Kathy Bassett: Great Turkey adventures, memories


Kathy Bassett

Kathy Bassett's column, "The View from Maybell," appears in the Saturday Morning Press.

Gobble Gobble? No, it's more of a whinny, whinny! As in horses? As in the wild horse herd on Douglas back in the 1970s?

A couple of guys living in the area went up and caught off some colts and took them home.

We can tell the story now, not that it matters much because the Bureau of Land Management knew we had this colt named "Turkey," but they also knew he was being taken care of and loved beyond words by five little children, who all took turns bottle feeding the little guy.

They also knew that Boyd Walker would have been greatly upset had they had removed Turkey from our midst, because Boyd would take time out and come out of his way just to come over and play with the colt, crawling and wrestling around on the grass until Boyd no longer could see. He'd be laughing and playing so hard, his glasses would fall off.

We were all just lucky the glasses didn't get broken.

Turkey absolutely had no idea he was a horse. He thought he was a person and expected the same rights as a human.

The children also had some pet rabbits, and there wasn't anything cuter than seeing Turkey curled up asleep on the front lawn, with three or four white rabbits piled around him as they all snoozed in the sunlight. The dogs liked him, the cats liked him and everyone liked Turkey.

Well, unless he was being naughty and that was frequently.

One day, all the girls came crying into the house because Turkey ate their Barbie doll clothes. Another day, our son came crying into the house because Turkey was trying to get up on the bicycle with him.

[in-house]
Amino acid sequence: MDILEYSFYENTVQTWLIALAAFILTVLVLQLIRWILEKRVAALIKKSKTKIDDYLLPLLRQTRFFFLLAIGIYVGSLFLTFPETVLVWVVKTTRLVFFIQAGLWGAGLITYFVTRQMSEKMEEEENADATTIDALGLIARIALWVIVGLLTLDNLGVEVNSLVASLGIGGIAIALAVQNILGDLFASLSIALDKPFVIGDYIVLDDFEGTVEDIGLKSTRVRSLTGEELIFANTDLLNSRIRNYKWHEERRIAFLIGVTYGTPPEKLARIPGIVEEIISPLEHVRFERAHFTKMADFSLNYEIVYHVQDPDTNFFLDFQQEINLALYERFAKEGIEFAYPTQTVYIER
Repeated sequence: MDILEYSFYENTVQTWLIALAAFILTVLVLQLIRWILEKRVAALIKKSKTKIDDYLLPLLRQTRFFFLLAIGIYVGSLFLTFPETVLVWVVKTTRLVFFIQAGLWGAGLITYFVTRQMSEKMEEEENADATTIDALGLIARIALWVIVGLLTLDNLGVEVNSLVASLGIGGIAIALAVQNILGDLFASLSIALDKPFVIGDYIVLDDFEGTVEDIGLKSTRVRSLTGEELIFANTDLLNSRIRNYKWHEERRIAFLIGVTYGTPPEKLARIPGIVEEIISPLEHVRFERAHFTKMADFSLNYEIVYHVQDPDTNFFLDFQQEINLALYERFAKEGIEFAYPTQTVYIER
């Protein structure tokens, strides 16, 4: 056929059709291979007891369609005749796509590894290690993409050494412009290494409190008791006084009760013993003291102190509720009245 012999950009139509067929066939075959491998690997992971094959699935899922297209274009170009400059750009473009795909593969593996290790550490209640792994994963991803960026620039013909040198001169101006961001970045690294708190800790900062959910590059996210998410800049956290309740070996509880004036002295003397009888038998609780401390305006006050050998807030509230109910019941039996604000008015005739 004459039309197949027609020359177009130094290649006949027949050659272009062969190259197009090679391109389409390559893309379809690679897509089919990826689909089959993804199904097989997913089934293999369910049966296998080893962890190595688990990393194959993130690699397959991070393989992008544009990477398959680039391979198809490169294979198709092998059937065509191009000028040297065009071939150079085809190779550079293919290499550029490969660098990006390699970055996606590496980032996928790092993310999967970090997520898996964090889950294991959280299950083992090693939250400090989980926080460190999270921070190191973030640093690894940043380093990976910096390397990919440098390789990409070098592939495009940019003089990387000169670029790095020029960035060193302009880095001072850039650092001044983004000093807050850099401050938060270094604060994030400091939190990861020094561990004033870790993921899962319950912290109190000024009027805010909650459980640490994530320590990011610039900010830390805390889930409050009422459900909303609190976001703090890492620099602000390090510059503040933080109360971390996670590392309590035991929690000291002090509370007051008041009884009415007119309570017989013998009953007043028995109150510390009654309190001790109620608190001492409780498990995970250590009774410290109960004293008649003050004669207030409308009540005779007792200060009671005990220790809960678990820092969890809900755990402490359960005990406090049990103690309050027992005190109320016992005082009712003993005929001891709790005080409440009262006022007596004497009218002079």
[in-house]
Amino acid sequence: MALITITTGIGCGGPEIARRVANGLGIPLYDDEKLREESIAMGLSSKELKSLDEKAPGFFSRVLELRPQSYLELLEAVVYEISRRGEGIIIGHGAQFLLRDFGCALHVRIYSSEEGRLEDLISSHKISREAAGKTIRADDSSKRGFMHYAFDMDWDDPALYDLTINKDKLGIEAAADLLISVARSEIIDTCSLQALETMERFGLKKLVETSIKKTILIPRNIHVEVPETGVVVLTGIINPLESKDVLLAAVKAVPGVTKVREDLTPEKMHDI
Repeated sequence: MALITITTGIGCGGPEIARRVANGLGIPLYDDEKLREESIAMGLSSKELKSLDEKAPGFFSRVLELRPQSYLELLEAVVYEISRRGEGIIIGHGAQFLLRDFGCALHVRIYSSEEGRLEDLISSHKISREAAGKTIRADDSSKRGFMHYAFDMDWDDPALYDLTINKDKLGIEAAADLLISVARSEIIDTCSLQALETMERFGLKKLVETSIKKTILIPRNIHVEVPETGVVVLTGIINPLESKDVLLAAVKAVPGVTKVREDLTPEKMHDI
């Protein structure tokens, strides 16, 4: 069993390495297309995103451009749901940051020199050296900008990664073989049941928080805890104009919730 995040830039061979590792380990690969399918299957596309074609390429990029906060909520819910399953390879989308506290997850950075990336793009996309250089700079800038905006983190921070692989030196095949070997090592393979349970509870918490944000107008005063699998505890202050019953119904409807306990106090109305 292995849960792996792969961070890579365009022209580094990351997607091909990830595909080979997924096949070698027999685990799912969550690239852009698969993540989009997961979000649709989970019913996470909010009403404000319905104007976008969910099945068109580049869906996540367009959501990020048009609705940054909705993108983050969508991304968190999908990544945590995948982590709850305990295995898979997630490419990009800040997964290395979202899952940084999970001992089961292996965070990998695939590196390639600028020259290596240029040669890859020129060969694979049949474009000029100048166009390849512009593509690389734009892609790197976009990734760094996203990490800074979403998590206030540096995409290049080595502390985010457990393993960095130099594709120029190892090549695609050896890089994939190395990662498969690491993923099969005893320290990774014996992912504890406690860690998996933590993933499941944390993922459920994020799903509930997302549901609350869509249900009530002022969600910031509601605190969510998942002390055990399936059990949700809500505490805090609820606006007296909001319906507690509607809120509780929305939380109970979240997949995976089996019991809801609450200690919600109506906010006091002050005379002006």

One afternoon, Turkey had all the children penned up in a large culvert sitting in the yard and he'd run from one end to the other to keep them in. If the children tried to play badminton, the colt would grab their "birdie" and run off with it. We had quite a time.

There was only one thing I discovered that Turkey would not eat - celery.

Turkey would eat anything else, even bologna sandwiches. Relaxing in a lawn chair outside, if you set your lemonade down, you'd hear slurping noises as he sucked your drink right out of the glass. He loved watermelon.

When we had to go to town, of course we didn't want anything to happen to Turkey, so sometimes we would put him in the chicken yard because the fence was high enough that Turkey couldn't jump over it. Every time we put the colt in there, the chickens would glare at us, then run and hide in the corner. One time, he ate the insulation right off the walls of the chicken house. Another time, he ate some cement from a bag sitting in the garage. We tried to warn the children that he might not pull through this one as the colt walked around the yard very stiff-legged for a few days.

But, he still was ornery.

Frank was working on a piece of equipment in the shop, laying under the truck on a creeper.

Turkey sneaked in, grabbed his pant leg and sent Frank sliding out across the floor. Frank had a short temper. Frank grabbed a 2-by-4 and swatted Turkey across the rump. Cement broke loose. Turkey shot a grey streak out across the floor and felt so good, ran around the yard looking for the children and more trouble to get into.

We had a "Beware of dog" sign on the gate and one day when we were gone two men came to report an accident up Irish Canyon. Not seeing a dog, one man carefully stepped upon the porch to knock on the door, when Turkey who had been hiding in the lilac bush next to the porch, reached out and took a nibble out of the guy's hiney.

The second guy almost fell out of his car, laughing as the first one cleared the porch in one giant leap to get back into the car, and sat there almost crying. That's the biggest "blankety blank" dog I've ever seen in my life," he said.

They came back the next day to tell us about it.

As I sit here reminiscing about Turkey and the great memories he gave us, I have the biggest smile on my face.

What an adventure.


Use the comment form below to begin a discussion about this content.

Requires free registration

Posting comments requires a free account and verification.